It appears that my girl child has settled for flying under the radar. Getting by and doing the bare minimum. Turning in a paper into which she put absolutely no effort. A failing grade. A paper she only mentioned in passing at home and I got to hear about at parent-teacher conferences.
I, being the calm and wise parent that I am, settled Girl Wonder at the kitchen table to have a little chat. At which point I flew into a pure D Italian hands a-flying angry mamma. And that is not a pretty thing. I yelled about the half truths I’d been getting. I yelled about all the chauffeuring I’d be doing (there has been so much of it lately I’m close to painting my truck yellow and sticking a taxi sign on the top). I yelled about the money I’ve spent on notebooks, soccer snacks, soccer parties, concert fees, and music lessons. I yelled about respect. I yelled about honesty. I yelled about hard work and integrity and trust. Which are all good things but not so much when they’re coming from a ticked off lady in stripey pajama pants, wearing pink slippers and waving a wooden spoon splattering tomato sauce everywhere.
She sat at the table. Wide eyed. Shameful. Teary.
I offered to let her pay rent, pay for groceries, gas and clothes. I spat out stories of living in a van down by the river, eating expired vienna sausages from a can and sleeping under a dumpster stained Snoopy sheet. This is what happens when you don’t care. When you give up. When you don’t believe in yourself. I waved my hands at the rusty blue van, tires sunk deep into riverbank mud, I’d conjured up in my maternal imagination. This! This!, I shouted, is where your going to end up! And I can’t save you from that. I can’t always pull your van from the mud!
She sat at the table. Crying. Hunched over. Right foot beating her frustration on the chair leg. And my anger snapped back at my face like a live wire. Jagged words. A spoon like a finger in the face. Volume and temper drowning out what I really meant.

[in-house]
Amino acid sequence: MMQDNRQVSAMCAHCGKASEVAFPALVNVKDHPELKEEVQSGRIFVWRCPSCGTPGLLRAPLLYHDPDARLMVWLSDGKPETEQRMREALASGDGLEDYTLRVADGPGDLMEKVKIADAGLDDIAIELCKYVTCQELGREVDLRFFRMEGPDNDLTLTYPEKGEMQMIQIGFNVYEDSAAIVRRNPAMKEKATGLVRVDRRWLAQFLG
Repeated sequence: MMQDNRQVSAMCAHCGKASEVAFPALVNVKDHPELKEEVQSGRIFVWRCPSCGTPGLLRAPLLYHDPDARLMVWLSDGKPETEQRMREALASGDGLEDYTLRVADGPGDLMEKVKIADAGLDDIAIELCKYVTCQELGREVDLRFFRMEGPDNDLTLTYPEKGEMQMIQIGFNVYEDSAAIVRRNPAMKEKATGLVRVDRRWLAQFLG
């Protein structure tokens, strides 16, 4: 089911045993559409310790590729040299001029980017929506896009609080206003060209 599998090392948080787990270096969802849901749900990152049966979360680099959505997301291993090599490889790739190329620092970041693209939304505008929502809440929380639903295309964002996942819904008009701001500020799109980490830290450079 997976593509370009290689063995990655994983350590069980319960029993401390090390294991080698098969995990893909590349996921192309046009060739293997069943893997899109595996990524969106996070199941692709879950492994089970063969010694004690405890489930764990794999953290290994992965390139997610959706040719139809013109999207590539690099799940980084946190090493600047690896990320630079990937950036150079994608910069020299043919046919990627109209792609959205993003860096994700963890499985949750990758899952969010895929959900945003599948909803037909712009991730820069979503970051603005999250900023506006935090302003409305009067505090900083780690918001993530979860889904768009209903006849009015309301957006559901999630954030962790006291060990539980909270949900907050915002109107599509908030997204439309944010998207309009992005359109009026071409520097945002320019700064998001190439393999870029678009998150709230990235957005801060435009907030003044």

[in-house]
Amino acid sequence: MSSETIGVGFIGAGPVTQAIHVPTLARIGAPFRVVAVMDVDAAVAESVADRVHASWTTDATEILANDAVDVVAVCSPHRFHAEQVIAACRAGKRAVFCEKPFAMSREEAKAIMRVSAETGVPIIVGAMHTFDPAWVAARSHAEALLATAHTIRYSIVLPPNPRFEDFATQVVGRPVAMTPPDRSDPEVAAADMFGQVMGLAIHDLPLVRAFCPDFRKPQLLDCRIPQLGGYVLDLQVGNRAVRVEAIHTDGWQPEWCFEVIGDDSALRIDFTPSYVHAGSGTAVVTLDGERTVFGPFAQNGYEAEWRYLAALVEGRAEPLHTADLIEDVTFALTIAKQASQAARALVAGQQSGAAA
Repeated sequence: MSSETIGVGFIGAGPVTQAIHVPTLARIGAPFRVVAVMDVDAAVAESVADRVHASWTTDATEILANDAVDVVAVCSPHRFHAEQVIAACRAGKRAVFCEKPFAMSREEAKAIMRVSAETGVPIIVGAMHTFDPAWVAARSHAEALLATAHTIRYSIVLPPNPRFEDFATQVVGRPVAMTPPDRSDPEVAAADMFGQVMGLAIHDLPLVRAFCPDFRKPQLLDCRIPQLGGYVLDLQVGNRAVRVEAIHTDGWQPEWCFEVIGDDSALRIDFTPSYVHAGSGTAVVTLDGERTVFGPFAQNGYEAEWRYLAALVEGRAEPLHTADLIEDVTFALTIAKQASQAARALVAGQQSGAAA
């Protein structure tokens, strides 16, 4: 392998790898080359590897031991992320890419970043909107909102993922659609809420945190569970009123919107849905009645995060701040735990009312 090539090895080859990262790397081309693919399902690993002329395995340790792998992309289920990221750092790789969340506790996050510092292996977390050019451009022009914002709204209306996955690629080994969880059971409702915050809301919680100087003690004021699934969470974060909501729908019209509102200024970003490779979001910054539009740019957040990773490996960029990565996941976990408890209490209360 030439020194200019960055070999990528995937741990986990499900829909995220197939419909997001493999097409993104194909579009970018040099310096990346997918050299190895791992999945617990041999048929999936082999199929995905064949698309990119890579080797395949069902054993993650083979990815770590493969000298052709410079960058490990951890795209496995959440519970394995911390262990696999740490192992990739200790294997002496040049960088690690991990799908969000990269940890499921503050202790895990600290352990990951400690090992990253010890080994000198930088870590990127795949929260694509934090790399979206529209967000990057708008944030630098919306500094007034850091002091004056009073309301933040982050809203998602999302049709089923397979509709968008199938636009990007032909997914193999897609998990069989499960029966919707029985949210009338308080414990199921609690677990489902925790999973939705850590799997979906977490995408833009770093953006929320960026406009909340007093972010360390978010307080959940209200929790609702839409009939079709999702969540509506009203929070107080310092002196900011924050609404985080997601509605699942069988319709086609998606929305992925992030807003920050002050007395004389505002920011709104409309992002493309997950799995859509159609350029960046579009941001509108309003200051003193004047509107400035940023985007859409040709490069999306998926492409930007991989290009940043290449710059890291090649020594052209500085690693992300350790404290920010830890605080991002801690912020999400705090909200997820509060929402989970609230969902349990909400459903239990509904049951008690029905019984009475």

I worry. I want you to see all the brilliance and brightness I see when you look in the mirror. I’m scared that you if you don’t dig deep and pour out all the awesomeness you have – you’ll end up like me. Unsure, dreaming without confidence and only climbing mountains in your mind. I think you’re worth a thousand gold stars.
And then I took a deep breath. Put down the spoon. Sat across from her at the table. Lowered my voice so she could hear my heart. And this is what I said (or at least something similar):
I love you. I want to help you. I mean what I said about honesty and integrity and having to work hard. I just didn’t say it right. You’re brain is big and mighty. And you should use it. Because not using it is like covering roses with rocks. There’s still awesomeness there but the world misses out on a chance to see something amazing. I believe in you. I care what happens to you. In a “I’ll slay the dragon, walk on hot coals and walk through a desert without water” kind of way. So you’re going to put on your big girl panties. You’re going to re-write that paper. You’re going to give 100%. And your paper will show it. And you’re going to believe that you can do it. If I have to duct tape you to the kitchen chair to make it happen.
Franny who mucked up her parenting job this week